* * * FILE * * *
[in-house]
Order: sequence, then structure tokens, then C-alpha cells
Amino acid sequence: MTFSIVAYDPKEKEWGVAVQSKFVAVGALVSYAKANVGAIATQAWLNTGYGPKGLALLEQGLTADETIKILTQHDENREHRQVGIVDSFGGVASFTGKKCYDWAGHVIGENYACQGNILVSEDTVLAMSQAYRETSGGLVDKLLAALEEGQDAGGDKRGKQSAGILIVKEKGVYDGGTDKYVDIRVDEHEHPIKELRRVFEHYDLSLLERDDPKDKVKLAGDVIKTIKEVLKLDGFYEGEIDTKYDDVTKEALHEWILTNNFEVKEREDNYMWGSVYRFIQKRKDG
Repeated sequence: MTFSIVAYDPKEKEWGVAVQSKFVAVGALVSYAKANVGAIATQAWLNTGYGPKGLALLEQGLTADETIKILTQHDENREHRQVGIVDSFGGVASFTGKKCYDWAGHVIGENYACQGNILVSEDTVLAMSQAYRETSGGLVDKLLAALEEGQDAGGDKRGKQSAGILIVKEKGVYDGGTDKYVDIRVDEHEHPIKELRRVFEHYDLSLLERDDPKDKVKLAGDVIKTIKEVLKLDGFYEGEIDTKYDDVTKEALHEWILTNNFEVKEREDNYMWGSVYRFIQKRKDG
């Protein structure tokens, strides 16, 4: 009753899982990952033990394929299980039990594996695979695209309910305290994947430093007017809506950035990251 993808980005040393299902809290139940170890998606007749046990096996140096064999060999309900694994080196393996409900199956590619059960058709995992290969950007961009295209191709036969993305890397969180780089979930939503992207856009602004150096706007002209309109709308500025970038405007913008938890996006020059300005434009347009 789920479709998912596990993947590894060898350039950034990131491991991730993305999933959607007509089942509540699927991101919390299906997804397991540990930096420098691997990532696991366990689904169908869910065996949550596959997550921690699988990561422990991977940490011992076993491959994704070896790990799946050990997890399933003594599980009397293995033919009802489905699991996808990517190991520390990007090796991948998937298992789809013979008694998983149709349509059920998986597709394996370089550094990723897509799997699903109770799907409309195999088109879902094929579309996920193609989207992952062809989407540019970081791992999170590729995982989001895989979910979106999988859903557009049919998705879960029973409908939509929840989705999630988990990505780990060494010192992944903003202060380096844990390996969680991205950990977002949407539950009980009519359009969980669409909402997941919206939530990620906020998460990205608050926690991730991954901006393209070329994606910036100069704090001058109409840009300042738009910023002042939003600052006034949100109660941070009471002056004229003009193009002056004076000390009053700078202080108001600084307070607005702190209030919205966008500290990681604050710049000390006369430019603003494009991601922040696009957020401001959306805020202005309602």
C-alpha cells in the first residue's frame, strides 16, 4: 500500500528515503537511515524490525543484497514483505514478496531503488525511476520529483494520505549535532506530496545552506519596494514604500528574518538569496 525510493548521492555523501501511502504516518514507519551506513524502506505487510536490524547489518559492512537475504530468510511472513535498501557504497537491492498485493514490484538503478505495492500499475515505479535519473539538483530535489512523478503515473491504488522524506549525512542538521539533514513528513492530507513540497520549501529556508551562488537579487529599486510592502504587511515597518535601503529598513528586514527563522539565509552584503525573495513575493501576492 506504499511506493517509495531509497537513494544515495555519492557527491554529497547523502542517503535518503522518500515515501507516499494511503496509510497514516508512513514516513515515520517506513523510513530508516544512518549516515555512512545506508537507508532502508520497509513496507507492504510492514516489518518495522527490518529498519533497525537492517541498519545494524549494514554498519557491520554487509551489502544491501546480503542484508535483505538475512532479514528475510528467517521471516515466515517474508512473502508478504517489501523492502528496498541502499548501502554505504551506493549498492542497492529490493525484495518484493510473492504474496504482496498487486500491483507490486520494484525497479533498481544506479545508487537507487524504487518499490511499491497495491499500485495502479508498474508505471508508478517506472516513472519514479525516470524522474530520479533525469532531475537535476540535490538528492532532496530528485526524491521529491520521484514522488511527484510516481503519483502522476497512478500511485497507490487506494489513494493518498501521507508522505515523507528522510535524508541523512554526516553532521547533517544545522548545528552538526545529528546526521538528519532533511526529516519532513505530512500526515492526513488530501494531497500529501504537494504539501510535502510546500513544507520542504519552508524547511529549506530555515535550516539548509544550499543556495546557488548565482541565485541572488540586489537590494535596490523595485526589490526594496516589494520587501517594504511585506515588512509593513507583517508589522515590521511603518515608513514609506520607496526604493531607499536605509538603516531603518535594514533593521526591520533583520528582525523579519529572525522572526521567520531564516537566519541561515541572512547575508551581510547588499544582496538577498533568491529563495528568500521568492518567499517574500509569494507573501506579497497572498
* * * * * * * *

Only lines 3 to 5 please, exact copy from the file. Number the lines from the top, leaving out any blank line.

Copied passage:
Amino acid sequence: MTFSIVAYDPKEKEWGVAVQSKFVAVGALVSYAKANVGAIATQAWLNTGYGPKGLALLEQGLTADETIKILTQHDENREHRQVGIVDSFGGVASFTGKKCYDWAGHVIGENYACQGNILVSEDTVLAMSQAYRETSGGLVDKLLAALEEGQDAGGDKRGKQSAGILIVKEKGVYDGGTDKYVDIRVDEHEHPIKELRRVFEHYDLSLLERDDPKDKVKLAGDVIKTIKEVLKLDGFYEGEIDTKYDDVTKEALHEWILTNNFEVKEREDNYMWGSVYRFIQKRKDG
Repeated sequence: MTFSIVAYDPKEKEWGVAVQSKFVAVGALVSYAKANVGAIATQAWLNTGYGPKGLALLEQGLTADETIKILTQHDENREHRQVGIVDSFGGVASFTGKKCYDWAGHVIGENYACQGNILVSEDTVLAMSQAYRETSGGLVDKLLAALEEGQDAGGDKRGKQSAGILIVKEKGVYDGGTDKYVDIRVDEHEHPIKELRRVFEHYDLSLLERDDPKDKVKLAGDVIKTIKEVLKLDGFYEGEIDTKYDDVTKEALHEWILTNNFEVKEREDNYMWGSVYRFIQKRKDG
């Protein structure tokens, strides 16, 4: 009753899982990952033990394929299980039990594996695979695209309910305290994947430093007017809506950035990251 993808980005040393299902809290139940170890998606007749046990096996140096064999060999309900694994080196393996409900199956590619059960058709995992290969950007961009295209191709036969993305890397969180780089979930939503992207856009602004150096706007002209309109709308500025970038405007913008938890996006020059300005434009347009 789920479709998912596990993947590894060898350039950034990131491991991730993305999933959607007509089942509540699927991101919390299906997804397991540990930096420098691997990532696991366990689904169908869910065996949550596959997550921690699988990561422990991977940490011992076993491959994704070896790990799946050990997890399933003594599980009397293995033919009802489905699991996808990517190991520390990007090796991948998937298992789809013979008694998983149709349509059920998986597709394996370089550094990723897509799997699903109770799907409309195999088109879902094929579309996920193609989207992952062809989407540019970081791992999170590729995982989001895989979910979106999988859903557009049919998705879960029973409908939509929840989705999630988990990505780990060494010192992944903003202060380096844990390996969680991205950990977002949407539950009980009519359009969980669409909402997941919206939530990620906020998460990205608050926690991730991954901006393209070329994606910036100069704090001058109409840009300042738009910023002042939003600052006034949100109660941070009471002056004229003009193009002056004076000390009053700078202080108001600084307070607005702190209030919205966008500290990681604050710049000390006369430019603003494009991601922040696009957020401001959306805020202005309602």